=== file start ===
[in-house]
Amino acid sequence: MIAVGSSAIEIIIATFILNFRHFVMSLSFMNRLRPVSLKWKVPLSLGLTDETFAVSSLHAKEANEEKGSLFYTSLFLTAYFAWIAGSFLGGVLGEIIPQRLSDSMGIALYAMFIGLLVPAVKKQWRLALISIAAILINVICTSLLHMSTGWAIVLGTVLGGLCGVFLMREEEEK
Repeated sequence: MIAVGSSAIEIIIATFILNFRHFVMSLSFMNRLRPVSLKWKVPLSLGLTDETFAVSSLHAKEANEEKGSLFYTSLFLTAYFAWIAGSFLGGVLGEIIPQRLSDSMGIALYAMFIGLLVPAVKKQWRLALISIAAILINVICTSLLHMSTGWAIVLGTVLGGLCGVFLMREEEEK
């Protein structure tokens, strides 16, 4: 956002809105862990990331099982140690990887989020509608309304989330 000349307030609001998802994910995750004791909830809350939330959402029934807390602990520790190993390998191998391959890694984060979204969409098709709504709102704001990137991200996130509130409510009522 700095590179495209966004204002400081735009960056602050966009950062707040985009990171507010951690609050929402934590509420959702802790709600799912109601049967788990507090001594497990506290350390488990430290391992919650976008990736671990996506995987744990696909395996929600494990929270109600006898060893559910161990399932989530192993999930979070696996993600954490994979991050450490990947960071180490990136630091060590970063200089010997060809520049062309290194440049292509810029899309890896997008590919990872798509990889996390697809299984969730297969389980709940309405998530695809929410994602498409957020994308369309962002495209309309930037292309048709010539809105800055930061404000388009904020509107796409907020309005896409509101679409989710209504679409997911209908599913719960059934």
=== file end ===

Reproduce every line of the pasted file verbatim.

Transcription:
[in-house]
Amino acid sequence: MIAVGSSAIEIIIATFILNFRHFVMSLSFMNRLRPVSLKWKVPLSLGLTDETFAVSSLHAKEANEEKGSLFYTSLFLTAYFAWIAGSFLGGVLGEIIPQRLSDSMGIALYAMFIGLLVPAVKKQWRLALISIAAILINVICTSLLHMSTGWAIVLGTVLGGLCGVFLMREEEEK
Repeated sequence: MIAVGSSAIEIIIATFILNFRHFVMSLSFMNRLRPVSLKWKVPLSLGLTDETFAVSSLHAKEANEEKGSLFYTSLFLTAYFAWIAGSFLGGVLGEIIPQRLSDSMGIALYAMFIGLLVPAVKKQWRLALISIAAILINVICTSLLHMSTGWAIVLGTVLGGLCGVFLMREEEEK
């Protein structure tokens, strides 16, 4: 956002809105862990990331099982140690990887989020509608309304989330 000349307030609001998802994910995750004791909830809350939330959402029934807390602990520790190993390998191998391959890694984060979204969409098709709504709102704001990137991200996130509130409510009522 700095590179495209966004204002400081735009960056602050966009950062707040985009990171507010951690609050929402934590509420959702802790709600799912109601049967788990507090001594497990506290350390488990430290391992919650976008990736671990996506995987744990696909395996929600494990929270109600006898060893559910161990399932989530192993999930979070696996993600954490994979991050450490990947960071180490990136630091060590970063200089010997060809520049062309290194440049292509810029899309890896997008590919990872798509990889996390697809299984969730297969389980709940309405998530695809929410994602498409957020994308369309962002495209309309930037292309048709010539809105800055930061404000388009904020509107796409907020309005896409509101679409989710209504679409997911209908599913719960059934």